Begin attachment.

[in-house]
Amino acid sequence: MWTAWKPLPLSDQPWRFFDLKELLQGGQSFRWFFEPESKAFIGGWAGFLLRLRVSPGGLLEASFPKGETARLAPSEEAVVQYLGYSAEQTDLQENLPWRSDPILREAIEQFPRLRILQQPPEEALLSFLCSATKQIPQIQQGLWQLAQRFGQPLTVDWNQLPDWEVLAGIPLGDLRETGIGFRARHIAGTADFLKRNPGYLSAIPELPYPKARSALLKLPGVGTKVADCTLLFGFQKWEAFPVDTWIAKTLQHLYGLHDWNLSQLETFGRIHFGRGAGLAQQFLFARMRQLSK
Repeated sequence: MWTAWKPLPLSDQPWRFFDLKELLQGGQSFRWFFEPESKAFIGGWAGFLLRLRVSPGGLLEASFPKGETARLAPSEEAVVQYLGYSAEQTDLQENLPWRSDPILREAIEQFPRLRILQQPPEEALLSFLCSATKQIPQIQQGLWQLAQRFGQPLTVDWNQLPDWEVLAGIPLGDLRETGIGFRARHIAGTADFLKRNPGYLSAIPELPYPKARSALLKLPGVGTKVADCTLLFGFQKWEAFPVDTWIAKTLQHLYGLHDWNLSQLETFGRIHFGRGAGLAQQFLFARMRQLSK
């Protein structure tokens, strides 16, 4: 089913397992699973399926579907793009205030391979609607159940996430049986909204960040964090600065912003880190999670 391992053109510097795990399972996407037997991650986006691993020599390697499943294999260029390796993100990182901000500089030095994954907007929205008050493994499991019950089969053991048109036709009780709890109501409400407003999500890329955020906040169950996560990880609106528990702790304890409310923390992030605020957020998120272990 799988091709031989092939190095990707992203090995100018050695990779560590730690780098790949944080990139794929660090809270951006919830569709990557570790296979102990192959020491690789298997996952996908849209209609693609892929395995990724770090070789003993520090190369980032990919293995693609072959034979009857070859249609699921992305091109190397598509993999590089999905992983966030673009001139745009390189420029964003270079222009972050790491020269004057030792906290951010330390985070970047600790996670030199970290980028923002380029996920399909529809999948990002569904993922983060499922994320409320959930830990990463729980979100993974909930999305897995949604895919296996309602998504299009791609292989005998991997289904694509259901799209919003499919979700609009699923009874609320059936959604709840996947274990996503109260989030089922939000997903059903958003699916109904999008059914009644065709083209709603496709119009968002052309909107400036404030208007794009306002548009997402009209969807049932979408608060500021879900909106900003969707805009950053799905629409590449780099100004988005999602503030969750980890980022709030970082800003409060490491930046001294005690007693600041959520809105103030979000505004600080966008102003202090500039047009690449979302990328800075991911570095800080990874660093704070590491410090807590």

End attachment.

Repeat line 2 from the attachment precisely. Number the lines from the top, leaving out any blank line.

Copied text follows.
Amino acid sequence: MWTAWKPLPLSDQPWRFFDLKELLQGGQSFRWFFEPESKAFIGGWAGFLLRLRVSPGGLLEASFPKGETARLAPSEEAVVQYLGYSAEQTDLQENLPWRSDPILREAIEQFPRLRILQQPPEEALLSFLCSATKQIPQIQQGLWQLAQRFGQPLTVDWNQLPDWEVLAGIPLGDLRETGIGFRARHIAGTADFLKRNPGYLSAIPELPYPKARSALLKLPGVGTKVADCTLLFGFQKWEAFPVDTWIAKTLQHLYGLHDWNLSQLETFGRIHFGRGAGLAQQFLFARMRQLSK